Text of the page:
Mother earns college degree same week as son
A mother and son will both walk across the stage to receive their degrees from Chicago State University. Aaron Williams, 22, and his mother Tonya, 48, will collect their bachelor’s degrees on Thursday.
The two — who live together in Chatham along with Aaron’s father Kevin and brother Evan — took vastly different paths.
Aaron attended Chicago Vocational High School, where he was a standout basketball player who received all-Chicago Public League Red-South honors and was a 2010 McDonald’s All-American nominee. He then played for Dodge City Community College in Kansas before transferring to Chicago State. He played 2011-13 for the Chicago State Cougars — averaging 3.6 points and 2.4 rebounds in 54 games, including seven starts.
He sat out last season while finishing his degree in nontraditional studies with a 2.9 grade-point average; he plans to play next year while pursing a master’s in higher education. While he has a dream of playing in the NBA, he hopes to become an athletic director if he does not play professional basketball. […]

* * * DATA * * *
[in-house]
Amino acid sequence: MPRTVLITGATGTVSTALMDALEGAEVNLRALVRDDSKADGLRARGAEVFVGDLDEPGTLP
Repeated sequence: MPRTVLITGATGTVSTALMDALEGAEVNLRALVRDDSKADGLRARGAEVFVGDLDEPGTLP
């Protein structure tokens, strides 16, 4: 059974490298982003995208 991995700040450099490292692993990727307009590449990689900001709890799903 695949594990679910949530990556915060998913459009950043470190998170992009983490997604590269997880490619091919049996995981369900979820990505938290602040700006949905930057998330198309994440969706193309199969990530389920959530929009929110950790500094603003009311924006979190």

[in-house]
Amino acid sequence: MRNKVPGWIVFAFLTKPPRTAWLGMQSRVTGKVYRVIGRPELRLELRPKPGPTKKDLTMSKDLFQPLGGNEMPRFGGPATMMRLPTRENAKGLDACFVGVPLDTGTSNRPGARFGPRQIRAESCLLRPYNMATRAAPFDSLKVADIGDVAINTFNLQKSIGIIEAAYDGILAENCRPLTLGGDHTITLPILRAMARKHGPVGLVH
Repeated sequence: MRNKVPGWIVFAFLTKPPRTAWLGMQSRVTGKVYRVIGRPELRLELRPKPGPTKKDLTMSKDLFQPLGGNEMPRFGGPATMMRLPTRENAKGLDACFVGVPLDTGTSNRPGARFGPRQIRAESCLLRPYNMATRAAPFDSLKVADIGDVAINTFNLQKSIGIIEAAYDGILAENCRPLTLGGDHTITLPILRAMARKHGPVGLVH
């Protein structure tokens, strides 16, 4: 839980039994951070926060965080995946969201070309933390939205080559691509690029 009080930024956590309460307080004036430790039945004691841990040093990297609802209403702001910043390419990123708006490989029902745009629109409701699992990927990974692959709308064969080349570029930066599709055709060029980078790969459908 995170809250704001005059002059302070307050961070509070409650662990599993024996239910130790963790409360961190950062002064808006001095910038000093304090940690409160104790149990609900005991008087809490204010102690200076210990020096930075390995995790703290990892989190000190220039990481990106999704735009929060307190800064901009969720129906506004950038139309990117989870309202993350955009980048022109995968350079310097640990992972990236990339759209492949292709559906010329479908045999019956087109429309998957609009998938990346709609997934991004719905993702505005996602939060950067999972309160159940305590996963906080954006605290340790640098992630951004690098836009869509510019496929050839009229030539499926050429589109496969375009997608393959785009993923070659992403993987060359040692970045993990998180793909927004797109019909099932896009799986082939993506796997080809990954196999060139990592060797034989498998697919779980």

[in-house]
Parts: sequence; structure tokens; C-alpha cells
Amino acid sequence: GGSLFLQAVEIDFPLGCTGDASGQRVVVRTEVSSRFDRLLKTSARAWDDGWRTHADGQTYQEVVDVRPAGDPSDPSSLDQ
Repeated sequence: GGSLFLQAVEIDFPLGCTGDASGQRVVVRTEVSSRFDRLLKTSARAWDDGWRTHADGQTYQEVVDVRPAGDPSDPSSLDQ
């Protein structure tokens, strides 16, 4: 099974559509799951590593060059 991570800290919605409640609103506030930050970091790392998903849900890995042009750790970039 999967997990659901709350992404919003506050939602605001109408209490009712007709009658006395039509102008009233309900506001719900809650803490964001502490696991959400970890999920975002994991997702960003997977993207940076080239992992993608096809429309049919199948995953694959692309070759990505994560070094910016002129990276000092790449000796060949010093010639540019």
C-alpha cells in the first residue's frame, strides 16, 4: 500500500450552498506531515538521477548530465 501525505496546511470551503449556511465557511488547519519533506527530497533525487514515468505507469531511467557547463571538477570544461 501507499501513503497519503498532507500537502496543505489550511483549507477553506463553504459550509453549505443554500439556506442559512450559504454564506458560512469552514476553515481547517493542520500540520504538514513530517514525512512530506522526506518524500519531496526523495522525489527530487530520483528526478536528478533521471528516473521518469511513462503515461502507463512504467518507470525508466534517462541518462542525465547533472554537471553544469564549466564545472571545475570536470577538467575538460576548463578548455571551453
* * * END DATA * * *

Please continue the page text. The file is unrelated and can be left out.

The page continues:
Tonya, with a 3.4 GPA, will be earning a bachelor’s degree in psychology. Tonya completed one semester at Chicago State in 1983, with intentions of becoming a nurse, but stopped after she got pregnant with her oldest son, Kenny.
“Before I knew it, I had two more sons,” she said. Over the years, she’s worked as an insurance underwriter, a bank clerk and a debt collector. She volunteers now for a nonprofit that works with mentally disabled adults.
But she’s always wanted to return school.
Tonya returned to CSU in 2010, enrolling full time and even attending classes year-round.
Aaron credits a lot of his family’s success to his dad, who never attended college but is a self-employed jack-of-all trades. He says it was him that kept everyone in school.
And both sons praised their mother. Evan said his mom is not earning just one degree this month. “As far as I’m concerned, she earned three diplomas this month because without her, we would not have been able to do it,” he told DNAinfo.
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